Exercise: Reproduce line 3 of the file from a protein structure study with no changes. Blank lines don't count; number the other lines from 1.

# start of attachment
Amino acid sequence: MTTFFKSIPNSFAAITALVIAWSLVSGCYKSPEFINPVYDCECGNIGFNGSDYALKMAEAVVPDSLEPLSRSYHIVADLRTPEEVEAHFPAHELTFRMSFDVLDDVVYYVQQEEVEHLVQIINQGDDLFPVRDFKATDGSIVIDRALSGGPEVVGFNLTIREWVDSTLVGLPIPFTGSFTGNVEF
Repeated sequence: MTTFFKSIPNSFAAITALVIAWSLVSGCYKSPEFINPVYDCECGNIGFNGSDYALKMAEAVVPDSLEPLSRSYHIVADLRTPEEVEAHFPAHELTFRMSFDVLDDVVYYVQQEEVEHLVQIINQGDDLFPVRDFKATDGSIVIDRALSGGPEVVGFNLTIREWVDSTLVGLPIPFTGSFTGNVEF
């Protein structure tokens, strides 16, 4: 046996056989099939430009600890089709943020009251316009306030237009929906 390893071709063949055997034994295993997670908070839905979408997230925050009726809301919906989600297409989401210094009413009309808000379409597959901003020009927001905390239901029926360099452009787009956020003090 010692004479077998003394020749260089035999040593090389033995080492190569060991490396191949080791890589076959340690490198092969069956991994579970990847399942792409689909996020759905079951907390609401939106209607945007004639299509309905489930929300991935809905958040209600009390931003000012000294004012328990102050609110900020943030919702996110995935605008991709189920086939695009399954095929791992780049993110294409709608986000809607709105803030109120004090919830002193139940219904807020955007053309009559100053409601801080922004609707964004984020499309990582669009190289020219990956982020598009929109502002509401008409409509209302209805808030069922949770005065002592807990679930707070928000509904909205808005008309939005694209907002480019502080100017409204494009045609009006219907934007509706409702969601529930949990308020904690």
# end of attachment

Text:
């Protein structure tokens, strides 16, 4: 046996056989099939430009600890089709943020009251316009306030237009929906 390893071709063949055997034994295993997670908070839905979408997230925050009726809301919906989600297409989401210094009413009309808000379409597959901003020009927001905390239901029926360099452009787009956020003090 010692004479077998003394020749260089035999040593090389033995080492190569060991490396191949080791890589076959340690490198092969069956991994579970990847399942792409689909996020759905079951907390609401939106209607945007004639299509309905489930929300991935809905958040209600009390931003000012000294004012328990102050609110900020943030919702996110995935605008991709189920086939695009399954095929791992780049993110294409709608986000809607709105803030109120004090919830002193139940219904807020955007053309009559100053409601801080922004609707964004984020499309990582669009190289020219990956982020598009929109502002509401008409409509209302209805808030069922949770005065002592807990679930707070928000509904909205808005008309939005694209907002480019502080100017409204494009045609009006219907934007509706409702969601529930949990308020904690």